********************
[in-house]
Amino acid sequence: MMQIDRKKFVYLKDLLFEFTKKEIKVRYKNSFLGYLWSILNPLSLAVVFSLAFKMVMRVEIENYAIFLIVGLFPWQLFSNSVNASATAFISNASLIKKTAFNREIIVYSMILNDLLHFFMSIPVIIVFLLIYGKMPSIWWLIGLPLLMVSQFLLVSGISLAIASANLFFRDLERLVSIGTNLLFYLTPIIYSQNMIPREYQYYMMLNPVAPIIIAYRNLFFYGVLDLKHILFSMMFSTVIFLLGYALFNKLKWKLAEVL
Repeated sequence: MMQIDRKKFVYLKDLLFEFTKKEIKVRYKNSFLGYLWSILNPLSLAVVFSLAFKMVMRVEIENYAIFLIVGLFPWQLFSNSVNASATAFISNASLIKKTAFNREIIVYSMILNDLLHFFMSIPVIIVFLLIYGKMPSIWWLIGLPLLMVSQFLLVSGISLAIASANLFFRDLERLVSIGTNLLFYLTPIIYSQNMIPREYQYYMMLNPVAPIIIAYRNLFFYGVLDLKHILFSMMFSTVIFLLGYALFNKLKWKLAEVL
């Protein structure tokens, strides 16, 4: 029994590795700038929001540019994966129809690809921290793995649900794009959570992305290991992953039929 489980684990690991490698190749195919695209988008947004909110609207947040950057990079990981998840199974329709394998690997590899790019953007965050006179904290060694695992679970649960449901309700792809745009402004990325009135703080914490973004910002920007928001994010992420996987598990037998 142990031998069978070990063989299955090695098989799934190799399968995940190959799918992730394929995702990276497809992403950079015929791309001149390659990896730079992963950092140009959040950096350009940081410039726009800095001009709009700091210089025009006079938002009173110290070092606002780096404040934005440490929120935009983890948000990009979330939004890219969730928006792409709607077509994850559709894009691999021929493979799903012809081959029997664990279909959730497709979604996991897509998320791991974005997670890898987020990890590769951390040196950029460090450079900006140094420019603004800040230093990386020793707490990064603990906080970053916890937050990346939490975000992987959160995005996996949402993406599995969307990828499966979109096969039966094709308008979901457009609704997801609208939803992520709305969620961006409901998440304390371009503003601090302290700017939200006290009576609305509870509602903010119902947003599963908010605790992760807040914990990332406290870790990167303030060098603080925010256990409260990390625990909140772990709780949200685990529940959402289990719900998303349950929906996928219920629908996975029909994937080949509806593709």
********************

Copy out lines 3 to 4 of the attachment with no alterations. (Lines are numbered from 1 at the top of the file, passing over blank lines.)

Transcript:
Repeated sequence: MMQIDRKKFVYLKDLLFEFTKKEIKVRYKNSFLGYLWSILNPLSLAVVFSLAFKMVMRVEIENYAIFLIVGLFPWQLFSNSVNASATAFISNASLIKKTAFNREIIVYSMILNDLLHFFMSIPVIIVFLLIYGKMPSIWWLIGLPLLMVSQFLLVSGISLAIASANLFFRDLERLVSIGTNLLFYLTPIIYSQNMIPREYQYYMMLNPVAPIIIAYRNLFFYGVLDLKHILFSMMFSTVIFLLGYALFNKLKWKLAEVL
């Protein structure tokens, strides 16, 4: 029994590795700038929001540019994966129809690809921290793995649900794009959570992305290991992953039929 489980684990690991490698190749195919695209988008947004909110609207947040950057990079990981998840199974329709394998690997590899790019953007965050006179904290060694695992679970649960449901309700792809745009402004990325009135703080914490973004910002920007928001994010992420996987598990037998 142990031998069978070990063989299955090695098989799934190799399968995940190959799918992730394929995702990276497809992403950079015929791309001149390659990896730079992963950092140009959040950096350009940081410039726009800095001009709009700091210089025009006079938002009173110290070092606002780096404040934005440490929120935009983890948000990009979330939004890219969730928006792409709607077509994850559709894009691999021929493979799903012809081959029997664990279909959730497709979604996991897509998320791991974005997670890898987020990890590769951390040196950029460090450079900006140094420019603004800040230093990386020793707490990064603990906080970053916890937050990346939490975000992987959160995005996996949402993406599995969307990828499966979109096969039966094709308008979901457009609704997801609208939803992520709305969620961006409901998440304390371009503003601090302290700017939200006290009576609305509870509602903010119902947003599963908010605790992760807040914990990332406290870790990167303030060098603080925010256990409260990390625990909140772990709780949200685990529940959402289990719900998303349950929906996928219920629908996975029909994937080949509806593709």